Two federal relief bills have allocated almost $50 billion to pay rental debt, but when it comes to getting the help to the people who need it, the devil is in the details. In California, landlord non-participation, language and technology barriers, and a lack of information on tenants’ rights are delaying help for those who need it. Photo from Alice Tenants Union.
By Ariel Boone (@arielboone)
Regina lives in a shared house in Oakland with roommates. Together, they owe nearly $50,000 in unpaid rent.
Regina owns a small business as a tattoo artist, and their roommates are also in the arts. When the pandemic hit, none of them could afford to continue paying rent. One roommate moved out, and they couldn’t get a replacement. At the same time, Regina’s income basically disappeared.
“Basically, we were given this choice: To comply with the law in the service of public health — even though that would mean sacrificing our, our business and basically everything that we had worked for our entire lives — or to put ourselves and others at risk,” Regina says.
They chose to close their tattoo business, and they immediately contacted their landlord. But the response was discouraging.
“[We] said, ‘We just are not going to be able to pay rent, could we work something out in terms of a rent reduction?’ And they said no,” Regina recalls. “They offered us a payment plan for the full price. Basically, they said, ‘We hear there’s going to be a stimulus coming, so you should send it to us.'”
Regina is exactly the kind of person federal rent relief money is supposed to help: Someone who suffered a financial loss from the pandemic and couldn’t make rent as a result, and someone who shouldn’t be buried under debt or evicted because they followed public health orders. And they qualify for rent relief — they make below 80 percent of Area Median Income, have suffered a financial hit because of the Covid-19 pandemic, and are at risk of housing instability or homelessness.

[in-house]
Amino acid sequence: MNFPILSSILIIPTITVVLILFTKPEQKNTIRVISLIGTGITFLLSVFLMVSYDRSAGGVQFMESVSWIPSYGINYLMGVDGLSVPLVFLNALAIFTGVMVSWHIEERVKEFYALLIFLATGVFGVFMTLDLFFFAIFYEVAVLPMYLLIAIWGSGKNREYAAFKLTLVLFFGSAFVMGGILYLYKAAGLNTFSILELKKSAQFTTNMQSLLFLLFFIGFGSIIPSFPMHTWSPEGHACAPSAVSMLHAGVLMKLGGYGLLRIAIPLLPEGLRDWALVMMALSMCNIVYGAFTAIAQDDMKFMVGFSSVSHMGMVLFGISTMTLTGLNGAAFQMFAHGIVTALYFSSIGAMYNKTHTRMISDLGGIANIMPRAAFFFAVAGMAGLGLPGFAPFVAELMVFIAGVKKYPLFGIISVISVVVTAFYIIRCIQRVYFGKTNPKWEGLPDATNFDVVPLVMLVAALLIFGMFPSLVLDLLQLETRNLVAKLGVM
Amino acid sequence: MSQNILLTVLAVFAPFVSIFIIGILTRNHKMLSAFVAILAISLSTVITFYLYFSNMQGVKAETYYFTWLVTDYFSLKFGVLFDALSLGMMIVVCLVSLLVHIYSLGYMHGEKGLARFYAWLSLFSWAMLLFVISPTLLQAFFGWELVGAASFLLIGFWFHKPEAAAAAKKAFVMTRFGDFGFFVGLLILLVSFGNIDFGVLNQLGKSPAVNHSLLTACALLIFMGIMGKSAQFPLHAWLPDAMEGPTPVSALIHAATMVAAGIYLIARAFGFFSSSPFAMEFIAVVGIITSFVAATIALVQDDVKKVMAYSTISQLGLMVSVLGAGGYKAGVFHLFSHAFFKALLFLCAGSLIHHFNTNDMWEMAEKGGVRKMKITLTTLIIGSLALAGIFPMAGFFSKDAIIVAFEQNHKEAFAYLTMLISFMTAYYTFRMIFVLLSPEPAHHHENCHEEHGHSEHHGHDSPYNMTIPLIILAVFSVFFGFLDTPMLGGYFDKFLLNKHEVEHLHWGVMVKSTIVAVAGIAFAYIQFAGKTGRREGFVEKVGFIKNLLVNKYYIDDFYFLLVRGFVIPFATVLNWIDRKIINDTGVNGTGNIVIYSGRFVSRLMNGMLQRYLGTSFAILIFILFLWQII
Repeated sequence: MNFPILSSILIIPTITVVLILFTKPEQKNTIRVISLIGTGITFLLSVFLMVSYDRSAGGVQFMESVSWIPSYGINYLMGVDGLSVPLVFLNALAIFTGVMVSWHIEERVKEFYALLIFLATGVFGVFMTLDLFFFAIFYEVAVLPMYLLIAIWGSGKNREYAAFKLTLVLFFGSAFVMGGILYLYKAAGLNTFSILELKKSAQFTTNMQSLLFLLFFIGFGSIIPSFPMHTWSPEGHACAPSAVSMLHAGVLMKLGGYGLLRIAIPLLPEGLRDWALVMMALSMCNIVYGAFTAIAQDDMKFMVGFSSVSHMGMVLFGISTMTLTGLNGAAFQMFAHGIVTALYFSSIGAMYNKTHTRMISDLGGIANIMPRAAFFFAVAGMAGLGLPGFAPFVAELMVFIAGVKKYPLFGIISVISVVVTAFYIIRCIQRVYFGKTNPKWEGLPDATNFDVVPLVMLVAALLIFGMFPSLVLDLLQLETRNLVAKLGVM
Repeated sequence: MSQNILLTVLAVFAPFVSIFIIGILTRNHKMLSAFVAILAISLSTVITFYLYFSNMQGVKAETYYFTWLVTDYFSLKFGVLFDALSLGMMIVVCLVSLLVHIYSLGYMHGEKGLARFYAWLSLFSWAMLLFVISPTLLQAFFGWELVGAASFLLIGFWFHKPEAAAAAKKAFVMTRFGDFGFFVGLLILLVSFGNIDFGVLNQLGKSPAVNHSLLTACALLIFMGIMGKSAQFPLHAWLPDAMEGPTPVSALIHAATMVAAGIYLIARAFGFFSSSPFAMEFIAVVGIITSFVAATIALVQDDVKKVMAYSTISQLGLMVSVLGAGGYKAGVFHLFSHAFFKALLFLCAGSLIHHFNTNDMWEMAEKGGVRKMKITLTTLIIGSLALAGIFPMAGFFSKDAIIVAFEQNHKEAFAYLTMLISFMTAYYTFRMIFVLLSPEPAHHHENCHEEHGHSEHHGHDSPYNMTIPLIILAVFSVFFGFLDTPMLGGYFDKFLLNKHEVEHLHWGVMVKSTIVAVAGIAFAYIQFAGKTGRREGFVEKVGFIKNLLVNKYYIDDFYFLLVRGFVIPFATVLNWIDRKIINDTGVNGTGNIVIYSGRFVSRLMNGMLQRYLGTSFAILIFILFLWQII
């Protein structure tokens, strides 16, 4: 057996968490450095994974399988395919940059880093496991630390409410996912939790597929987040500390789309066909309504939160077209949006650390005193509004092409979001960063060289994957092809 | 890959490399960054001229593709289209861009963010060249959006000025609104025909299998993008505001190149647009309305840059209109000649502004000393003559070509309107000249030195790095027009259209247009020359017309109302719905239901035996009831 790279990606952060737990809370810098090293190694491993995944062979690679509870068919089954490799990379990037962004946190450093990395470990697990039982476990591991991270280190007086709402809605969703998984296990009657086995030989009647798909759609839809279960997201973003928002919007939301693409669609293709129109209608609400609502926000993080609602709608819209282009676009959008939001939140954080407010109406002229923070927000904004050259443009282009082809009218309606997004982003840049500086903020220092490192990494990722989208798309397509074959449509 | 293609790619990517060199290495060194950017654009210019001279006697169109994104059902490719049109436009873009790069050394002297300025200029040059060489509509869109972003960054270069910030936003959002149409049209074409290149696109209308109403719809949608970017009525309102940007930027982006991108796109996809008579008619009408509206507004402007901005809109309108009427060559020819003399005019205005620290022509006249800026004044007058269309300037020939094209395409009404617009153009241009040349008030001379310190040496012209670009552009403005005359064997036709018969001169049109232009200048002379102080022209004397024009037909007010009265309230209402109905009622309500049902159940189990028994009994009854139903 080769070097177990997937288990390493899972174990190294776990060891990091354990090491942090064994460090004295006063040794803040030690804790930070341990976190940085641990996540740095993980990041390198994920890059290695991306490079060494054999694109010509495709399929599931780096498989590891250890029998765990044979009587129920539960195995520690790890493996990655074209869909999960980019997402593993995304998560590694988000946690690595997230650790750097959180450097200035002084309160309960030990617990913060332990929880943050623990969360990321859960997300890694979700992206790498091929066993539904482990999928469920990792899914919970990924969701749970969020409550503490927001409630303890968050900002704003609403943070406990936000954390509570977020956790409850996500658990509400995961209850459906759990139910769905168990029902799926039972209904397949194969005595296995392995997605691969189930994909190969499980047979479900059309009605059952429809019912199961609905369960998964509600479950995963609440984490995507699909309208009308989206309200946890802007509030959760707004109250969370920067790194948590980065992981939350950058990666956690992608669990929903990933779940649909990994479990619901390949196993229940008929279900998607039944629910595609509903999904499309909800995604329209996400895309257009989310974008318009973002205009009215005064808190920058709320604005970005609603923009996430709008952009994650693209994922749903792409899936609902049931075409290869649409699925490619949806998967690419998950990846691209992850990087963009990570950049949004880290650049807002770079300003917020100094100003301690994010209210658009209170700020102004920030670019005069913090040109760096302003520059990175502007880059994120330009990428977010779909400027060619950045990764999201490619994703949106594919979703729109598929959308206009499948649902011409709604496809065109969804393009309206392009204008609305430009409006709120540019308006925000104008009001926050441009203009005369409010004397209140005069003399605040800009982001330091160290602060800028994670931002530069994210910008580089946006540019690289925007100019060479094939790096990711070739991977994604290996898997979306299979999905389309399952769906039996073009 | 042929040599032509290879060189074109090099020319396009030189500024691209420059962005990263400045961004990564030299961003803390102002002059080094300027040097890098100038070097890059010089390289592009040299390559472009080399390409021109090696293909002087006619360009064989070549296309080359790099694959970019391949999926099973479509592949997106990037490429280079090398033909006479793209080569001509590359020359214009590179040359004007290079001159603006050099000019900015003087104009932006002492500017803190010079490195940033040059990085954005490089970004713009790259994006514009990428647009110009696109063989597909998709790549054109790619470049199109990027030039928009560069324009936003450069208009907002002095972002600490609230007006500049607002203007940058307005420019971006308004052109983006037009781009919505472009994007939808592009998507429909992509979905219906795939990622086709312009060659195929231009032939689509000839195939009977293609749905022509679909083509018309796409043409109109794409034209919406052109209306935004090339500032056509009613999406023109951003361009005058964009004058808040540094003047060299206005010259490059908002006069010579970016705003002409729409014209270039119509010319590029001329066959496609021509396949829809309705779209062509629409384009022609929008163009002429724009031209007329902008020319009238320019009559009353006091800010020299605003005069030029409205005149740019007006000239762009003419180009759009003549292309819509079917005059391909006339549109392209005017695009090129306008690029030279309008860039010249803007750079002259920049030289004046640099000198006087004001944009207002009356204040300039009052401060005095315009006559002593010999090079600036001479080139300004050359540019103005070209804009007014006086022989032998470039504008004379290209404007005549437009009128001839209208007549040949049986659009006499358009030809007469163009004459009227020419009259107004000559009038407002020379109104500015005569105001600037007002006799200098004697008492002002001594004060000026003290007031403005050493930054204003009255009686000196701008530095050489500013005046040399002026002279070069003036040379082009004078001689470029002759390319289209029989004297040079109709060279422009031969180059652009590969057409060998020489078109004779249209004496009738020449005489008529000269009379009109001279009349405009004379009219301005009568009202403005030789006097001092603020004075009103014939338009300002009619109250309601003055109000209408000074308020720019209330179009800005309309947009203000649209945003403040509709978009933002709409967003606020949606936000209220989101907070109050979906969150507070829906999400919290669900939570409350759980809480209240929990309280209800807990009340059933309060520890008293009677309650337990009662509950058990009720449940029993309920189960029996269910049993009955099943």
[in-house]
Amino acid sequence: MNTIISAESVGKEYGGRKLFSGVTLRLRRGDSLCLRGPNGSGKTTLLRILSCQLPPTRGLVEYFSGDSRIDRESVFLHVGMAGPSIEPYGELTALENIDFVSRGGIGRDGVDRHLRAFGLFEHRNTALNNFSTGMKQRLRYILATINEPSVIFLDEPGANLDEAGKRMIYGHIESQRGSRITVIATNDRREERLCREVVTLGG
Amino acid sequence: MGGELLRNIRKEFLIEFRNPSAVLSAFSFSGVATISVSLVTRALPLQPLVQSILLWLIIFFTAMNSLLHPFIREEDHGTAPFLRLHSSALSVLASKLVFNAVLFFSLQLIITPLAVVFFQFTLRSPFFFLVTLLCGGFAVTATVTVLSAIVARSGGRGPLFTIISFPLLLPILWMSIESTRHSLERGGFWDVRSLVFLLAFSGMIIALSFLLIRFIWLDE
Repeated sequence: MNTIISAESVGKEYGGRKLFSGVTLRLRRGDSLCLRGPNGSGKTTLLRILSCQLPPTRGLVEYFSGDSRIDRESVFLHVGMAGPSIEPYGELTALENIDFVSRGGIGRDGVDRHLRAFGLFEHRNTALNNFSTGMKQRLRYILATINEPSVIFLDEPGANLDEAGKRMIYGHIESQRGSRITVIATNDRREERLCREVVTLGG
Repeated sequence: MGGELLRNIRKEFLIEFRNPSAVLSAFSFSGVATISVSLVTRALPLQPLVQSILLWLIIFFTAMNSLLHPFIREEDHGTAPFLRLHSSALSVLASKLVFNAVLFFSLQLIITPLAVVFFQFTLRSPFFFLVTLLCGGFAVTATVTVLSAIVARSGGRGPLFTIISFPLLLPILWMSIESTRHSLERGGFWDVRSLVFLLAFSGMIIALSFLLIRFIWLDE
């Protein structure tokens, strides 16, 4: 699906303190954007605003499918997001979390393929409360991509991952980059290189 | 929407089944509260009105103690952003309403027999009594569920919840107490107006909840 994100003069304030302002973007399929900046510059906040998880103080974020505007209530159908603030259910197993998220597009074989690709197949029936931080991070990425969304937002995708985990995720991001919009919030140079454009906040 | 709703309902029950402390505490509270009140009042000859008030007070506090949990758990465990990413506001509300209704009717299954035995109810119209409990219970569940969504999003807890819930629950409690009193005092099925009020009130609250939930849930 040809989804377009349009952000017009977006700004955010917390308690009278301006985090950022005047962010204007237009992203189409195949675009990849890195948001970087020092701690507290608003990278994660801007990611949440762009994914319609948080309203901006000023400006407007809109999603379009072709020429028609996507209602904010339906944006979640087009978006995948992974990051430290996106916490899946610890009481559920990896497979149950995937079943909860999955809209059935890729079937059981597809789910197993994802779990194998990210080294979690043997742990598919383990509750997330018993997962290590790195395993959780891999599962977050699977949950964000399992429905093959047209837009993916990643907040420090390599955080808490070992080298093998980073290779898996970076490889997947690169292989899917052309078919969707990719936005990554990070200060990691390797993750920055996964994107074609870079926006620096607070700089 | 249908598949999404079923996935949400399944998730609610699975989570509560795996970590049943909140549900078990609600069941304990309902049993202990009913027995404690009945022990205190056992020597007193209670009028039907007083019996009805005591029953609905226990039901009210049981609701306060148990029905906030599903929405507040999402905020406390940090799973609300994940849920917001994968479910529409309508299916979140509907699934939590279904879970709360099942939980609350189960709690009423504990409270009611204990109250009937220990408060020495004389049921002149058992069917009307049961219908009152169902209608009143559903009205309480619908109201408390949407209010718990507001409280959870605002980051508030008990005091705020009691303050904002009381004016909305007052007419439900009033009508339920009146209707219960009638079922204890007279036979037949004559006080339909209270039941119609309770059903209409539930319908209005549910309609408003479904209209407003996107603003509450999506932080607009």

If Regina and their roommates want to tap into federal money in California, however, their landlord will have to agree to forgive 20 percent of their debt through March 2021 in exchange for getting the other 80 percent paid by the state. If the tenants and landlord apply together and are approved, the landlord cannot evict tenants for nonpayment of the forgiven pandemic rental debt in the future. That’s under a California law called SB 91. This bill created California’s rent relief system, dubbed Housing Is Key, and set rules for how the money will be administered. But there’s a catch — the program is voluntary.
“Not every landlord is taking that deal. And in fact, a lot of them are not,” says Shanti Singh, communications and legislative director for Tenants Together. “If your landlord simply refuses to take this 80-20 deal, which we’re seeing — which we think is a great deal for landlords — you’re basically being penalized. If you apply yourself, and you’ve done everything right, there’s no debt forgiveness whatsoever. We don’t think that those people should be left out in the cold.”